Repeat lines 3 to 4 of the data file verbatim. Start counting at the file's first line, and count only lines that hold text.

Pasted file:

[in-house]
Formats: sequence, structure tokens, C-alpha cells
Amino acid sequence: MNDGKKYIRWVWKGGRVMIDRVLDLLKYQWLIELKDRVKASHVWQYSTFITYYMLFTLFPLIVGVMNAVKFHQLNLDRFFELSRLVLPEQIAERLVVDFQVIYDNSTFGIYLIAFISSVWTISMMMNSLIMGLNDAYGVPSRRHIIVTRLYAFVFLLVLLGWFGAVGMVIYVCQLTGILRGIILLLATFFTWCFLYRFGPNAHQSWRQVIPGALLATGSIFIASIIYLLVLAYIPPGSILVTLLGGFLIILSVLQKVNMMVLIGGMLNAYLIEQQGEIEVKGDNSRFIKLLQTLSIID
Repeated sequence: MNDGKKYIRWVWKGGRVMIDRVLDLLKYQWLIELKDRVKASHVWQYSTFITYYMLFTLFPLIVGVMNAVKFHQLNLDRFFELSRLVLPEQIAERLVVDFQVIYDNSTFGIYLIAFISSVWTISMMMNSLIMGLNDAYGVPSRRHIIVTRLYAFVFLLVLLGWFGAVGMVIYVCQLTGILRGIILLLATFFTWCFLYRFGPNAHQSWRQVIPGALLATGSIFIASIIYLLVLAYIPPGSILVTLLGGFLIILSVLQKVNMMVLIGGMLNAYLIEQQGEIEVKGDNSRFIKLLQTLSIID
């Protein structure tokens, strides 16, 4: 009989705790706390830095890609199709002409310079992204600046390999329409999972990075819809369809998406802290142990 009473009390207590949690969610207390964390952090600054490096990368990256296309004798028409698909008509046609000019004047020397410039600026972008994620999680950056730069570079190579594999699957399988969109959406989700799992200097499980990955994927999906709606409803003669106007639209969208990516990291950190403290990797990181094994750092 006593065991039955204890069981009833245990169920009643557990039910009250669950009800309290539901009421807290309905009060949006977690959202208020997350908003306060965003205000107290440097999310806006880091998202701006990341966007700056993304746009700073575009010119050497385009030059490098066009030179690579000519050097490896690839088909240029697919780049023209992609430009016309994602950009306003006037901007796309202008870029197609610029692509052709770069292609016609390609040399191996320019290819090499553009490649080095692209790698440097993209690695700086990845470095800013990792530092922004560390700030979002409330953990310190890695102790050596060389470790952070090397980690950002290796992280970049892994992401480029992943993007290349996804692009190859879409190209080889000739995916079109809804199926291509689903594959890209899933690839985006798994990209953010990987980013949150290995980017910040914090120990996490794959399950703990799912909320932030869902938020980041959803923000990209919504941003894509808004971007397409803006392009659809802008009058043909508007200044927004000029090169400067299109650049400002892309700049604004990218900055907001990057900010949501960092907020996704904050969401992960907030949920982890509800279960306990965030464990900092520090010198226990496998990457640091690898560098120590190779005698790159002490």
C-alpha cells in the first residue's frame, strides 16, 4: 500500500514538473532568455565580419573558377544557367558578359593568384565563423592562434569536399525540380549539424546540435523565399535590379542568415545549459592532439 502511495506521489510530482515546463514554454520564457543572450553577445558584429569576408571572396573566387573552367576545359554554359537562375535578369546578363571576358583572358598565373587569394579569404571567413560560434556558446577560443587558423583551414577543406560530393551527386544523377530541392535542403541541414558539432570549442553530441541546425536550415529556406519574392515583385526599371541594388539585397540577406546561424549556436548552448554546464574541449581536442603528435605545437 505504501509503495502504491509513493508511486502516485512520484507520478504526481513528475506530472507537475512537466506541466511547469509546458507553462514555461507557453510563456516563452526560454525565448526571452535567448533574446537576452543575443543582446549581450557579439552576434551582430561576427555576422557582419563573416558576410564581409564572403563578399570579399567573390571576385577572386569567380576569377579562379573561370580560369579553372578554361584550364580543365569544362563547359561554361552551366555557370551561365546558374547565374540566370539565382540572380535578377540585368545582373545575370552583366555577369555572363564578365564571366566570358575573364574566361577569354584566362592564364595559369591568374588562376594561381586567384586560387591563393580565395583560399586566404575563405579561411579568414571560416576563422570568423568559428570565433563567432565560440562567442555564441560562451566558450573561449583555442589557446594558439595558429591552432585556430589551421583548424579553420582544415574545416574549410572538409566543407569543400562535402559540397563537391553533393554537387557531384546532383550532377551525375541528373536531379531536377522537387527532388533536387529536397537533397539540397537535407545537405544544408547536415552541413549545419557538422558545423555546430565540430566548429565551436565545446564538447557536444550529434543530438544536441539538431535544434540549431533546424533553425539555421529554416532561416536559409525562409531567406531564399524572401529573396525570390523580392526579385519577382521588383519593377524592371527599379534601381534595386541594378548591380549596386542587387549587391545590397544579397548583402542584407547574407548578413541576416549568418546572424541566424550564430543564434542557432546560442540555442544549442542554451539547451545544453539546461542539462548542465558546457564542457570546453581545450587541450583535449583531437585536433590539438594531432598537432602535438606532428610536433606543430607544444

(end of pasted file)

Amino acid sequence: MNDGKKYIRWVWKGGRVMIDRVLDLLKYQWLIELKDRVKASHVWQYSTFITYYMLFTLFPLIVGVMNAVKFHQLNLDRFFELSRLVLPEQIAERLVVDFQVIYDNSTFGIYLIAFISSVWTISMMMNSLIMGLNDAYGVPSRRHIIVTRLYAFVFLLVLLGWFGAVGMVIYVCQLTGILRGIILLLATFFTWCFLYRFGPNAHQSWRQVIPGALLATGSIFIASIIYLLVLAYIPPGSILVTLLGGFLIILSVLQKVNMMVLIGGMLNAYLIEQQGEIEVKGDNSRFIKLLQTLSIID
Repeated sequence: MNDGKKYIRWVWKGGRVMIDRVLDLLKYQWLIELKDRVKASHVWQYSTFITYYMLFTLFPLIVGVMNAVKFHQLNLDRFFELSRLVLPEQIAERLVVDFQVIYDNSTFGIYLIAFISSVWTISMMMNSLIMGLNDAYGVPSRRHIIVTRLYAFVFLLVLLGWFGAVGMVIYVCQLTGILRGIILLLATFFTWCFLYRFGPNAHQSWRQVIPGALLATGSIFIASIIYLLVLAYIPPGSILVTLLGGFLIILSVLQKVNMMVLIGGMLNAYLIEQQGEIEVKGDNSRFIKLLQTLSIID